Category Archives: Opinion

#FreeRosa Case Shines a Light on Undocumented and Disabled

Last week, the United States faced a defining moment when ICE agents arrested a 10-year-old girl with cerebral palsy, Rosamaria Hernandez. Rosamaria is currently recovering from gallbladder surgery in an immigration detention center away from her family.  On the way to her surgery, federal agents followed her ambulance, stood guard outside her room, and refused to allow medical staff to close the door while they treated her.  Against medical advice, the agents then proceeded to pull Rosamaria from the hospital where she was receiving care.  Government employees, reporting that they are just doing their job, intend to deport Rosamaria back to Mexico.  She has lived in the United States since she was three months old. Rosamaria Hernandez has become the face of the Disabled Latinx movement.  Rosamaria’s family initially crossed the border from Mexico to get treatment for medical complications associated with her cerebral palsy.  Rosamaria’s parents made the decision to … Continue Reading ››

Stop Using Intellectual Disability as an Insult

Earlier this month, Secretary of State Rex Tillerson was accused of calling President Trump a “moron.” President Trump responded that if he and Tillerson had an IQ contest, “I can tell you who [would] win.” More recently, President Trump bragged, “I went to an Ivy League college… I’m a very intelligent person.” As a person with an intellectual disability, President Trump’s focus on IQ feels very awkward. President Trump’s focus on IQ hurts people with intellectual disabilities. Many people see the word “moron” as just a generic insult. However, it used to be a diagnostic term during the era of eugenics. Back then I probably would have been diagnosed as a “moron.” Many autistic and intellectually disabled people were diagnosed “morons.” During that time, we were sterilized against our will and locked in institutions. People with intellectual disabilities are still greatly oppressed. IQ is very much connected to Continue Reading ››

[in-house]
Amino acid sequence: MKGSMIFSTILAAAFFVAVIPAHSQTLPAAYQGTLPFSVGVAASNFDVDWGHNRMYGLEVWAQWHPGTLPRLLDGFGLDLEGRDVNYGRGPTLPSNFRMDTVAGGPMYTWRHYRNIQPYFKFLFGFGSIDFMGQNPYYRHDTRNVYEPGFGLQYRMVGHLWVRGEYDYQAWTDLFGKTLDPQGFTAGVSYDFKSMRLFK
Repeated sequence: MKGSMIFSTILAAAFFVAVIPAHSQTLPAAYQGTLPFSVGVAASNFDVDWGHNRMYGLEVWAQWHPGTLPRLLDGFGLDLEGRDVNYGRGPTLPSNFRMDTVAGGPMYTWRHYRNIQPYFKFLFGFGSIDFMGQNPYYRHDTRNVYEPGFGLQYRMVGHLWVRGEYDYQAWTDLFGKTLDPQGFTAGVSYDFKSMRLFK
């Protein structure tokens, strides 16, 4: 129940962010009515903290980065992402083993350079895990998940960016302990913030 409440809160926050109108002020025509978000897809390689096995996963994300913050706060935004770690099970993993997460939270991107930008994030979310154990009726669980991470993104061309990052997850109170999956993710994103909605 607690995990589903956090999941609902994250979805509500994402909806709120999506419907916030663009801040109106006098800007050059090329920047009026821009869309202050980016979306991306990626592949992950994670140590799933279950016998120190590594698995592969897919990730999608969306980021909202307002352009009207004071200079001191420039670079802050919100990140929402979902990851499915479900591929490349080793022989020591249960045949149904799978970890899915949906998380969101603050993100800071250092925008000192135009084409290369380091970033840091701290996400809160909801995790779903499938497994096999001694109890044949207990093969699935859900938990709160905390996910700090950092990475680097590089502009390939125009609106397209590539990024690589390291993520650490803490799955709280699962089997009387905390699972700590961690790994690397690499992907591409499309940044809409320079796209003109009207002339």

No One Should be Talking About What’s Best for Me Besides Me

I’d like to respond to “Autistic Advocates Clash with Autism Parents at Government Committee Meeting” by saying this: No one, and I mean no one, should be talking about what’s best for me besides me. Yes, my parents know me best in the world, but that doesn’t mean they know better. It perplexes me that we are having this debate still, and people don’t see how ludicrous it is to have an autistic group represented by non-autistics. Imagine the NAACP represented by whites. Recall that image of a group of white men signing legislation limiting women’s birth control… Yet it is totally okay for many autistics to be affected by the will of neurotypicals. I simply say this: If you want the views of nonverbal autistics to be heard, invite them to the table. Make sure they can access the meeting with the support they need. Seek out autistic people … Continue Reading ››

Legal Claim Autistic Rapist ‘Didn’t Know Any Better’ is Bullshit

A show that ran as long as Law & Order is, naturally, going to have some off days. I’ll admit to occasionally tuning into the show’s seemingly never-ending basic cable blocks as a guilty pleasure, but one of the telltale signs you’re about to watch one of the shitty ones is when the culprit is apprehended about 20 minutes in. When it’s taken care of that early, you know the trial portion of the episode is going to revolve around the perpetrator’s lawyer arguing that their client killing people is a medical condition or something similarly absurd. So you can imagine how irritated I was, to say the least, when someone decided to pull the same trick  in real life. The Internet is vast and contains multitudes If, for some reason, you want to identify the absolute worst people on here, there are several ways you could go. There are the … Continue Reading ››

ADAPT Action is Not the Entirety of Disability Rights

The Medicaid battle has come and gone again. Senators Graham and Cassidy came up with another plan to attack the Affordable Care Act.  Due to the arcane rules of the Senate, they had until the end of September to pass their amendment with only 51 votes (including a tie-breaker from the Vice President);  otherwise, they’ll need 60 again. Again, while this was an attack on millions of Americans, disabled and non-, the disability community in particular needed to come together to resist, because if this bill had succeeded, some disabled people who depend on Medicaid would have lost their freedom and others would have lost their lives.  The direct action group ADAPT,  which arises from the independent living movement, the most visible strand of the disability rights movement, was among the most visible to respond and played a key role in the failure of the Graham-Cassidy amendment. This is … Continue Reading ››